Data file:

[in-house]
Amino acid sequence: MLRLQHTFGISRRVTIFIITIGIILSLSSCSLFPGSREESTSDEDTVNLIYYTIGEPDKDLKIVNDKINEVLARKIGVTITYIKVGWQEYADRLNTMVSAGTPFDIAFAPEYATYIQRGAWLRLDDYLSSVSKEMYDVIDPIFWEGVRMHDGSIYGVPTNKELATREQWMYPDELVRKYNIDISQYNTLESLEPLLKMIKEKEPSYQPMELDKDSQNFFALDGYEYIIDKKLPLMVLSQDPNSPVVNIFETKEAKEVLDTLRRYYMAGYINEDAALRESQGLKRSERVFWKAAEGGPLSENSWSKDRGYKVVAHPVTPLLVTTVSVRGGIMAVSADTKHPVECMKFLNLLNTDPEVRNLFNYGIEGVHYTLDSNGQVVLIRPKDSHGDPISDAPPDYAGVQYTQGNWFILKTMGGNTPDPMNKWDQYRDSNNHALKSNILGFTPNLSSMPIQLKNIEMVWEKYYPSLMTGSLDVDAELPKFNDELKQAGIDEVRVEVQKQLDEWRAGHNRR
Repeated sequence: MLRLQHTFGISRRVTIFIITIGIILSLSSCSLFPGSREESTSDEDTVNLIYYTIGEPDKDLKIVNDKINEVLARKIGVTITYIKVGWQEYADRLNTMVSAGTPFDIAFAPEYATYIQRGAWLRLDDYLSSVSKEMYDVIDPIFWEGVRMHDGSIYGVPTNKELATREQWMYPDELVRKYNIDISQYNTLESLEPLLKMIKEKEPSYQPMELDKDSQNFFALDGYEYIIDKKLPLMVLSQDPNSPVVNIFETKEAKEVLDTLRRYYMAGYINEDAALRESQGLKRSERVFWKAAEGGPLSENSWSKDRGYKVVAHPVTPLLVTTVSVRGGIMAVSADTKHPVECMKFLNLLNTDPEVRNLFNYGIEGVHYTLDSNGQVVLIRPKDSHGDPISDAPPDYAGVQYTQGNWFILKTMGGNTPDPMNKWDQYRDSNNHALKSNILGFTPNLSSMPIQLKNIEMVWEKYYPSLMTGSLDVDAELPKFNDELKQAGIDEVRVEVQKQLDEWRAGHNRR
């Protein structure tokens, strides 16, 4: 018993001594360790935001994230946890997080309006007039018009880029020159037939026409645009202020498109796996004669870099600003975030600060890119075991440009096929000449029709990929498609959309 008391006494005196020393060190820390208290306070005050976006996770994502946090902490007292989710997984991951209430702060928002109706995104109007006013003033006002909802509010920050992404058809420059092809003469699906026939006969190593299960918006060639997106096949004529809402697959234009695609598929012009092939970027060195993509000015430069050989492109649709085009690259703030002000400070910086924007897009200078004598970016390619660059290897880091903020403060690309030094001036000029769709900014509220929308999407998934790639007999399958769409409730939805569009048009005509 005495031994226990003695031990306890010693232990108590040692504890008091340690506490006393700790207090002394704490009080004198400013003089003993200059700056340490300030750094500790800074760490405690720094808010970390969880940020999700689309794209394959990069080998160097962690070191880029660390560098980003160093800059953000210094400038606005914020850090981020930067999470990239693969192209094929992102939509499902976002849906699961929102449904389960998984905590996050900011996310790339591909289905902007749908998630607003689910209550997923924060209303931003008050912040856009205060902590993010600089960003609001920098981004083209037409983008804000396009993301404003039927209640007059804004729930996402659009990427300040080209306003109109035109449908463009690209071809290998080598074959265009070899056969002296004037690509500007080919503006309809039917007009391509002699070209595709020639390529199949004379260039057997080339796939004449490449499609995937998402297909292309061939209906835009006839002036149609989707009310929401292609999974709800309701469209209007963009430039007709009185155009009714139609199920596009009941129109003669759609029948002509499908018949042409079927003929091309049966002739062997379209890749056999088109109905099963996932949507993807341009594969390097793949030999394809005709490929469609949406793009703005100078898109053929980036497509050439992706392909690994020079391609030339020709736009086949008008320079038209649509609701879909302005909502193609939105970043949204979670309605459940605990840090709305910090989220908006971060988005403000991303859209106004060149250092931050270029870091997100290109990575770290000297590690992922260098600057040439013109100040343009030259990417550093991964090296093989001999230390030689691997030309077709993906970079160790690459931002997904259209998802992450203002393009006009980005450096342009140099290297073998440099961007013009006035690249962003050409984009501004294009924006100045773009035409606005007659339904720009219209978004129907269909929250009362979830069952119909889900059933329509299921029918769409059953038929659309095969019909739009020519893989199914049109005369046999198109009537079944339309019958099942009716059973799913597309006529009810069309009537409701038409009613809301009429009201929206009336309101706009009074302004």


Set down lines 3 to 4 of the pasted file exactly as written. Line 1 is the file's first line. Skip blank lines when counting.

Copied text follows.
Repeated sequence: MLRLQHTFGISRRVTIFIITIGIILSLSSCSLFPGSREESTSDEDTVNLIYYTIGEPDKDLKIVNDKINEVLARKIGVTITYIKVGWQEYADRLNTMVSAGTPFDIAFAPEYATYIQRGAWLRLDDYLSSVSKEMYDVIDPIFWEGVRMHDGSIYGVPTNKELATREQWMYPDELVRKYNIDISQYNTLESLEPLLKMIKEKEPSYQPMELDKDSQNFFALDGYEYIIDKKLPLMVLSQDPNSPVVNIFETKEAKEVLDTLRRYYMAGYINEDAALRESQGLKRSERVFWKAAEGGPLSENSWSKDRGYKVVAHPVTPLLVTTVSVRGGIMAVSADTKHPVECMKFLNLLNTDPEVRNLFNYGIEGVHYTLDSNGQVVLIRPKDSHGDPISDAPPDYAGVQYTQGNWFILKTMGGNTPDPMNKWDQYRDSNNHALKSNILGFTPNLSSMPIQLKNIEMVWEKYYPSLMTGSLDVDAELPKFNDELKQAGIDEVRVEVQKQLDEWRAGHNRR
């Protein structure tokens, strides 16, 4: 018993001594360790935001994230946890997080309006007039018009880029020159037939026409645009202020498109796996004669870099600003975030600060890119075991440009096929000449029709990929498609959309 008391006494005196020393060190820390208290306070005050976006996770994502946090902490007292989710997984991951209430702060928002109706995104109007006013003033006002909802509010920050992404058809420059092809003469699906026939006969190593299960918006060639997106096949004529809402697959234009695609598929012009092939970027060195993509000015430069050989492109649709085009690259703030002000400070910086924007897009200078004598970016390619660059290897880091903020403060690309030094001036000029769709900014509220929308999407998934790639007999399958769409409730939805569009048009005509 005495031994226990003695031990306890010693232990108590040692504890008091340690506490006393700790207090002394704490009080004198400013003089003993200059700056340490300030750094500790800074760490405690720094808010970390969880940020999700689309794209394959990069080998160097962690070191880029660390560098980003160093800059953000210094400038606005914020850090981020930067999470990239693969192209094929992102939509499902976002849906699961929102449904389960998984905590996050900011996310790339591909289905902007749908998630607003689910209550997923924060209303931003008050912040856009205060902590993010600089960003609001920098981004083209037409983008804000396009993301404003039927209640007059804004729930996402659009990427300040080209306003109109035109449908463009690209071809290998080598074959265009070899056969002296004037690509500007080919503006309809039917007009391509002699070209595709020639390529199949004379260039057997080339796939004449490449499609995937998402297909292309061939209906835009006839002036149609989707009310929401292609999974709800309701469209209007963009430039007709009185155009009714139609199920596009009941129109003669759609029948002509499908018949042409079927003929091309049966002739062997379209890749056999088109109905099963996932949507993807341009594969390097793949030999394809005709490929469609949406793009703005100078898109053929980036497509050439992706392909690994020079391609030339020709736009086949008008320079038209649509609701879909302005909502193609939105970043949204979670309605459940605990840090709305910090989220908006971060988005403000991303859209106004060149250092931050270029870091997100290109990575770290000297590690992922260098600057040439013109100040343009030259990417550093991964090296093989001999230390030689691997030309077709993906970079160790690459931002997904259209998802992450203002393009006009980005450096342009140099290297073998440099961007013009006035690249962003050409984009501004294009924006100045773009035409606005007659339904720009219209978004129907269909929250009362979830069952119909889900059933329509299921029918769409059953038929659309095969019909739009020519893989199914049109005369046999198109009537079944339309019958099942009716059973799913597309006529009810069309009537409701038409009613809301009429009201929206009336309101706009009074302004």